A feature on the state of economy in Paraguay
Throughout all the instability the country has seen since the impeachment of former President Lugo, and even during the years of isolation at the end of the Stroessner regime, Paraguay has had some of the strongest macro-economic circumstances in the region. With the strongest currency in the region – with no devaluations in over 70 years – consistently low inflation, low taxation, solid reserves of foreign currency thanks to the strong exports of the agricultural sector, and business-friendly legislation, it is no surprise that asunción was recently voted the cheapest big city in which to open a business in the Americas in the FDI American Cities of the Future 2015/16 report.
In February 2014, Naoyuki Shinohara, Deputy Managing Director of the International Monetary Fund (IMF), visited the capital Asunción and said he was impressed by the government’s ambitious agenda of growth-enhancing reforms and poverty-reduction initiatives.
“The reforms would help improve Paraguay’s social and economic development, increase productivity growth, and support the country’s transition to a dynamic emerging market economy over the next decade.”
“The Central Bank of Paraguay (BCP) has made important advances in implementing an inflation-targeting regime along with greater exchange-rate flexibility. Paraguay has a strong economic basis from which to manage regional or other problems. The country’s solid bases, including low debt, sizeable official reserves, small fiscal and current-account deficits, greater exchange-rate flexibility and below-target inflation, as well as a sound financial system and increased policy certainty brought about by the FRL and the inflation-targeting regime, have provided the government with better buffers than in the past to cope with the impact of softer commodity prices, tighter external financing conditions and unexpected regional problems. Overall, the outlook for Paraguay is positive.”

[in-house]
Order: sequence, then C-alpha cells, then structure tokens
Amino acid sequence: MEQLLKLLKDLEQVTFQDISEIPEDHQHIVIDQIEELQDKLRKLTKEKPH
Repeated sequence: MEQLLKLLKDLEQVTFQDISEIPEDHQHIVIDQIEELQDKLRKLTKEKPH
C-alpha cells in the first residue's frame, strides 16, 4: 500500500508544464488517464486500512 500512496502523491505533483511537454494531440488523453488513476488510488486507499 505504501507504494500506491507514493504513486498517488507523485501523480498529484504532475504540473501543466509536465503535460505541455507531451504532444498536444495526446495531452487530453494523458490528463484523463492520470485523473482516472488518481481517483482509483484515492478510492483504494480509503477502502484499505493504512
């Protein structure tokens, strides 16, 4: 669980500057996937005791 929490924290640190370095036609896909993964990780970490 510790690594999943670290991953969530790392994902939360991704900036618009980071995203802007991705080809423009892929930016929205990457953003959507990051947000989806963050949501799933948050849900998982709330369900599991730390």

In 2014 Paraguay tapped international bond markets with stunning success, selling $1 billion of dollar bonds in August, an offer that was oversubscribed by four, a strong endorsement of the June 2014 rating upgrade from Standard & Poor’s. The MERCOSUR member issued 30-year bonds with a yield of 6.1%, which compares well with the average of 6.29% for countries that shared Paraguay’s BB rating.
The agency Moody’s raised the rating of government bonds Paraguay to Ba1 from Ba2, driven by the implementation of a reform package approved in late 2013, and efforts to diversify the economy. Moody’s also changed the outlook from Positive to Stable, mentioning that the country’s improved governance and institutional strength were big factors behind the rise in its rating.
The president of the Central Bank, Carlos Fernandez, said in an interview about the change in rating: “This comes at a very important moment, when we are seeing a less supportive environment in the region, with many countries going through a difficult situation. We are a step away from reaching investment grade, and we will continue working in that direction, but we would not be so imprudent as to expect an improvement every year.”